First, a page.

Posts Tagged ‘games’

Top Five Takeaways from Schoology Next 2017 Conference

August 17, 2017

Schoology Next BadgeAs most of you know, after I attend a conference I share my top takeaways.  I was very fortunate to attend the Schoology Next Conference in Chicago this summer.  Here are my top five discoveries:

1. Great tips on Gamification in PD

Jared Lopatin led a session with more tips than I could imagine.  Having us join the gaming in his course we first were divided into teams by responding to an Egg Sort Quiz in Schoology.  Based on our question response, we were placed on a team with a unique name.  Design tips from Jared include:

  • Using teams helps keep a social element that tempers individual competition
  • Use the word “challenge” instead of “assignment”
  • Go big with points, think 100’s for any activity, more points means more excitement
  • Create a video intro to each challenge
  • Use individual and team leaderboards
  • Don’t display who is on which team so that participant and to instruct with each other to find out
  • Award bonus points for activities like the discussion boards.
  • The weekly discussion boards became extremely active due to fun questions/challenges.

Given Jared’s advice, I may gamify one of my future courses.

2. How to prevent students from eluding the post first before reading other posts restriction.

A good control feature to elicit original posts on a discussion board is to set them so that students must post first before seeing the posts of fellow classmates.  I learned that students were eluding this by posting anything(even a single word), reading others, and then deleting their initial post.  To prevent students from doing this, set the discussion board so that students can’t edit/delete their posts, and let them know about this additional accountability setting, so that they’re not surprised by any consequences.

3. Using Schoology during F2F workshops

Throughout the conference we referenced a Schoology course that contained folders for every session.  This was a great way to find/share/save resources and save a lot of paper too! Folders contained slide presentations (Google Slides), links, videos and handouts.  In addition to just storage/reference, presenters also used the poll features to do live polling of the audience, and discussion boards for ideation, sharing, and questions that could be answered afterward in followups after the conference.  I’m still participating in some of the discussion boards weeks after the end of the conference!  I highly recommend everyone create a Schoology course for every face-to-face workshop you facilitate.  AT DPS we’re doing this for an upcoming professional development day where I’m giving a workshop.  I have a folder ready for all my material and activities.

4. Adult Learning Theory Applied in PD

Gina Harman and Rachel Gorton gave great examples of how they design blended courses.  They focus on the Why-telling what the benefits will be for teachers and their students.  They model adult learning principles by letting teacher choose their own path, including cohort collaboration and sustaining their course over nine months.  They’re fond of using simulations that put the learners at risk in situations.  Then they learn through feedback (automated in the simulation) and in the end receive digital badges and certificates to reward their achievement.  You should know that I’m a fan of digital badges/microcredentials.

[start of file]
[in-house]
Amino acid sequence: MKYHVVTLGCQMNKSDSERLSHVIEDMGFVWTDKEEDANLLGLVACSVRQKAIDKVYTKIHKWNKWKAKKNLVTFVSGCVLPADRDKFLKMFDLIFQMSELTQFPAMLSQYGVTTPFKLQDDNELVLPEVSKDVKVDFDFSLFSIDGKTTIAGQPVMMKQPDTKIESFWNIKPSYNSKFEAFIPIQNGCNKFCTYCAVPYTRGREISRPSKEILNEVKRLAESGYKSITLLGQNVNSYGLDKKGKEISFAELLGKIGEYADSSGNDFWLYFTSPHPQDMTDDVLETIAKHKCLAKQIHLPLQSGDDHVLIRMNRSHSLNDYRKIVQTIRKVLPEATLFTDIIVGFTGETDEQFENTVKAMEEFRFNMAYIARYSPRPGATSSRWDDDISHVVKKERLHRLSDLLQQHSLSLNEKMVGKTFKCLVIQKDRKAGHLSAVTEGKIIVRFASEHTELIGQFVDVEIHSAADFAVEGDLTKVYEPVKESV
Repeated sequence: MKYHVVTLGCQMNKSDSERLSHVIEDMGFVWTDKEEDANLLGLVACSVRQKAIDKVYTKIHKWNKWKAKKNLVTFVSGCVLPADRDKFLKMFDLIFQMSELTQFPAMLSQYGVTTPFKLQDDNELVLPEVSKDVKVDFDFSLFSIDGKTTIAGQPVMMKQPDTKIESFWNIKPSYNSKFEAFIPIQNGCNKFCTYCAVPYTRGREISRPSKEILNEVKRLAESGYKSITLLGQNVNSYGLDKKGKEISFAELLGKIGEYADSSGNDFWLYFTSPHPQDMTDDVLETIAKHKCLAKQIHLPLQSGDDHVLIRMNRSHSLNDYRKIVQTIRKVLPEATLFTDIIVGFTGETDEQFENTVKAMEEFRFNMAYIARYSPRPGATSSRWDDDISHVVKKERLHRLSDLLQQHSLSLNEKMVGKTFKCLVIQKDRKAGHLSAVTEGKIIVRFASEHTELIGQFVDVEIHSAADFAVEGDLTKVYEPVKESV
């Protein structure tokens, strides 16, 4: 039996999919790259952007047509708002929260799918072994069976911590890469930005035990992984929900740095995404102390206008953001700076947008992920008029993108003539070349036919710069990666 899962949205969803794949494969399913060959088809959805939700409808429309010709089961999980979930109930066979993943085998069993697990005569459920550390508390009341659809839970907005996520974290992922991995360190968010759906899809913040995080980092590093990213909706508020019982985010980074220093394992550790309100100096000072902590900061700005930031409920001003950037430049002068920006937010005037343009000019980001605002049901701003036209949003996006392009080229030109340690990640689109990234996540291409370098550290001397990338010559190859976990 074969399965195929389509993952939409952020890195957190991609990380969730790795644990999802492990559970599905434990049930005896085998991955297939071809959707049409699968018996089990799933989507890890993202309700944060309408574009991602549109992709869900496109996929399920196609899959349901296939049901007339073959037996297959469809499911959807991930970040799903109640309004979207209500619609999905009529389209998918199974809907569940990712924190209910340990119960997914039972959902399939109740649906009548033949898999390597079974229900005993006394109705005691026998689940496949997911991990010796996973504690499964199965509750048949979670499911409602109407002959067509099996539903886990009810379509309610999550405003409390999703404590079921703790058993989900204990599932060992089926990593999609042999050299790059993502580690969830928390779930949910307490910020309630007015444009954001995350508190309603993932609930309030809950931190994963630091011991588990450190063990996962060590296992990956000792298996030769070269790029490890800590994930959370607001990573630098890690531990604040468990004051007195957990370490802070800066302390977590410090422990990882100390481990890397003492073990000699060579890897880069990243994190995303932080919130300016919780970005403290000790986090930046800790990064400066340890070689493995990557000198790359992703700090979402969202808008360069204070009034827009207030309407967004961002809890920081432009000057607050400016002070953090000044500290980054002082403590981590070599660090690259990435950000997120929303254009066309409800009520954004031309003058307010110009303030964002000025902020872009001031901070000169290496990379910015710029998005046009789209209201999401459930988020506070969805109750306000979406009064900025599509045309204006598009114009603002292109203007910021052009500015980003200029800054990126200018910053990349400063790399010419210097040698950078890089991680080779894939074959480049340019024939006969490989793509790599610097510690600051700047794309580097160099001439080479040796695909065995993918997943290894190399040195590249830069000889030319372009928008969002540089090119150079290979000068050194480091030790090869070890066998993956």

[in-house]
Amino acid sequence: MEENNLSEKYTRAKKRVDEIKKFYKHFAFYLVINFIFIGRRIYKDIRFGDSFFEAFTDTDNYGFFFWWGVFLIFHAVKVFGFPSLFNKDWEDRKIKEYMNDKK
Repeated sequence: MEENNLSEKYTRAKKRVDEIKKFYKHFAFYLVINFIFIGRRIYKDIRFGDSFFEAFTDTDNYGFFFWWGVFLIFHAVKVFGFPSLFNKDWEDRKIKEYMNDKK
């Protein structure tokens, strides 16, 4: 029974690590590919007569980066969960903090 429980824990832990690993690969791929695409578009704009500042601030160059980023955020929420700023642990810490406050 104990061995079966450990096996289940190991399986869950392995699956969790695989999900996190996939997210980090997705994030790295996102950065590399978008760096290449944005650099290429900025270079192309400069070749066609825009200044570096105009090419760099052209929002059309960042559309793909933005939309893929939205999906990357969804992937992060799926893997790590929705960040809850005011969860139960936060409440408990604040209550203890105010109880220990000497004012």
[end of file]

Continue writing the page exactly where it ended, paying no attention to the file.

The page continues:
5. Back Channel app  backchannelchat.com 

I’m a strong believer in the power of backchannel chats, and was so happy to find this app.  You can find it by going to your home page in Schoology and looking on the left for App Center.  Click on this and scroll down, find Backchannel app and add it to your courses. It will say “starting at $15” but educators can get a FREE account.  This app solves the problem of how and where to host real time chat and get backchannel discussions going.  What I really like about this app is not only does it fully integrate with Schoology, but it also has K-12 friendly features of teacher moderations, profanity filter, upvoting, teacher pinning, search and teacher locks.

Cool Quiz Feature in Google Forms

May 22, 2017

google forms iconRecently I had a request to create a check for understanding quiz at the end of a screencast.  Leveraging my updated Camtasia software with interactive hotspots, I was able to add a link to a Google form.  I chose Google forms to ease the access and share reporting with a group of people who would need to see the data.

This was my first time using the quiz features in Google forms and I found the process to be fairly straightforward and intuitive to setup. After opening a form and creating some questions.  Click on the gear icon (settings) to bring up this menu.  Choose Quizzes and toggle the swtich to “make this a quiz”

quiz settings screenshot